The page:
The headache & heartbreak of doing academia with chronic migraine

I can relate to this so much. I barely made it through my college schooling with my disability.

PhD(isabled)

Against a red background, a skull screams, a malevolent creature sitting on its head Migraines: not “just headaches”.

I’m a part-time PhD student, with a chronic illness and a family. I have a grant that pays my fees, but everything else I need to live on I must earn by working part-time. Going into the PhD I had grand plans of world-changing research (don’t we all?). Since I’d managed my degree fine, I had the idea this would be OK too. Except I hadn’t worked when I was doing my degree; I was a full time student. And a PhD is so very much more than a degree.

I guess I went in a little naïve, but that’s not entirely my fault. You see, no-one talks about it being difficult for students with disabilities/chronic illness. No one discusses how these things are dealt with – or not – by the academy at large. No one explains that your inability to “keep up” due to…

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Psychiatry, meet Cannabis…

I am a 31 year old female with Bipolar Disorder, ADD, and chronic anxiety.  I have a sleep disorder that has been very difficult to treat with conventional medicine. I’m also a recovering addict.  As you can imagine, I take a lot of medication and work closely with my therapist and my doctors.  I have been sober since 2009, and I recently quit smoking after multiple failed attempts.  I happen to smoke pot on a regular basis.  I have not shared this information with my medical team.  This is inherently deceitful, and it threatens the effectiveness of my psychiatric care.  Yet, I have good reason to be afraid to be honest with my doctor.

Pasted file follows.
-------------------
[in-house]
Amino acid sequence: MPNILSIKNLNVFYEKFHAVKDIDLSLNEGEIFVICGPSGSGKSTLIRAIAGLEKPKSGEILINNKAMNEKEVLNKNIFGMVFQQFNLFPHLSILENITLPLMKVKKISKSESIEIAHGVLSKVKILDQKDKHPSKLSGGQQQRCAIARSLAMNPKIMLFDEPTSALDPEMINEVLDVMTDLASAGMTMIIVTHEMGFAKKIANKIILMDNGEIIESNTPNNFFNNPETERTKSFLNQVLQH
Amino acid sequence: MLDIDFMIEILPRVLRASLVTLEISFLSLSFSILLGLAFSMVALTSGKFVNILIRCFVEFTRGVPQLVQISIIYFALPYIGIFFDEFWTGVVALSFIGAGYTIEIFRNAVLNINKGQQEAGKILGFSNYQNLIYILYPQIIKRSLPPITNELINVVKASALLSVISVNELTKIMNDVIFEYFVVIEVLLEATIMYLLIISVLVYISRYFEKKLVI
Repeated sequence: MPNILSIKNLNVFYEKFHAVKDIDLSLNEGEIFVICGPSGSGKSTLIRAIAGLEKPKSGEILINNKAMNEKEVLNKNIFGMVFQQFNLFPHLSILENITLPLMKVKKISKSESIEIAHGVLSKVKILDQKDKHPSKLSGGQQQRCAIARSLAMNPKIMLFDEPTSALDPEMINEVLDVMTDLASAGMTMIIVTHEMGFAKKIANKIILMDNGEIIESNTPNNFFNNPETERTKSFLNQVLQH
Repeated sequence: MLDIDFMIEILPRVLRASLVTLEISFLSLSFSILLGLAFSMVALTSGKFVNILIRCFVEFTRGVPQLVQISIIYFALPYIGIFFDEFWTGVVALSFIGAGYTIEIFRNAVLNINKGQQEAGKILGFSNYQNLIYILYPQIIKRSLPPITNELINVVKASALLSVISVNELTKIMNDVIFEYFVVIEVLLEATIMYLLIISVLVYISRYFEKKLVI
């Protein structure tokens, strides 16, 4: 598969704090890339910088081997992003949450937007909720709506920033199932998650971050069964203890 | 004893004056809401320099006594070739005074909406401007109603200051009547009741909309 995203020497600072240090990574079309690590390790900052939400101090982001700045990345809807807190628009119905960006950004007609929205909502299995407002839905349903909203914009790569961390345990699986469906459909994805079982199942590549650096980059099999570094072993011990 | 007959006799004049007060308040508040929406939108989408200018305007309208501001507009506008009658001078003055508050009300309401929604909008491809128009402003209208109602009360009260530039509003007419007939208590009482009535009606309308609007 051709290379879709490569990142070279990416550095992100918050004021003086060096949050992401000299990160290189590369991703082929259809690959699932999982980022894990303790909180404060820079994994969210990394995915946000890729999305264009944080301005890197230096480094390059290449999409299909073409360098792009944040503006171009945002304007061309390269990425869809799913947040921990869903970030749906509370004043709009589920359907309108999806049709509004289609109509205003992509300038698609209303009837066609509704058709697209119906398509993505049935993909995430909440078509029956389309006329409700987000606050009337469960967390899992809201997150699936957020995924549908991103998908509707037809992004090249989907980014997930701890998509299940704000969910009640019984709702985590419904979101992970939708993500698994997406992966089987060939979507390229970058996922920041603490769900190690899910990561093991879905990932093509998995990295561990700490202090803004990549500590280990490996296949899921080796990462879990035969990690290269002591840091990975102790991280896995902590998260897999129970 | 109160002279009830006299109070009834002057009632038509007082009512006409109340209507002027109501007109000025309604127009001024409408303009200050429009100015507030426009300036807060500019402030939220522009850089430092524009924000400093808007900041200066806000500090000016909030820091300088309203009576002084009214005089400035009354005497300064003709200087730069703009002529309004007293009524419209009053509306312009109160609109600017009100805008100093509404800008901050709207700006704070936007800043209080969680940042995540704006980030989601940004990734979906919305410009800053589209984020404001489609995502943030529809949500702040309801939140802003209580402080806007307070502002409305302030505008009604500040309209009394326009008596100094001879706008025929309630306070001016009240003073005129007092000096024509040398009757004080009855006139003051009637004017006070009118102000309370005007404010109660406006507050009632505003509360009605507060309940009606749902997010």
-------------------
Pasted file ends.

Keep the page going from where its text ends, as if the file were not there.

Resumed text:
The psychiatric field holds the false notion that marijuana is a “gateway drug” and “mood altering substance” that patients use to “self-medicate.”  I have had several well-educated and well-intentioned medical professionals tell me that smoking pot “counteracts the medicine I take” and will lead to a “relapse into my addiction.”  This stance on cannabis use is wholly inaccurate.  It serves only to further the stigma against a safe and effective medical treatment.

 

 

There is solid research on the burgeoning field of medical cannabis.  I have found valid and trustworthy research on the benefits of cannabis as an anti-psychotic.  Personal experience has shown me that a small amount of marijuana helps with my nightmares and anxiety/irritability.  Scientists are now able to separate out the many components of cannabis so that treatment can be tailored towards specific medical conditions.  This includes the ability to remove THC so that addicts are less likely to become psychologically dependent.

 

Marijuana is slowly being accepted into the field of conventional medicine.  It is only a matter of time before it becomes widely legalized for medical and/or recreational use.  I look forward to the day that weed is available for more than just cancer and glaucoma.  Until that day comes, I will continue to be fearful of the random “pee test” or routine traffic stop.  I also, however, will continue to have more peaceful sleep and less anxiety. 

 

I predict that marijuana will be legal in all fifty states before the psychiatric field changes its unfair stance.  I hope that I’m wrong…

 

……

 

If you think I’m crazy read this article and then read some more

http://www.psychologytoday.com/blog/mind-tapas/201303/medical-marijuana-psychiatric-disorders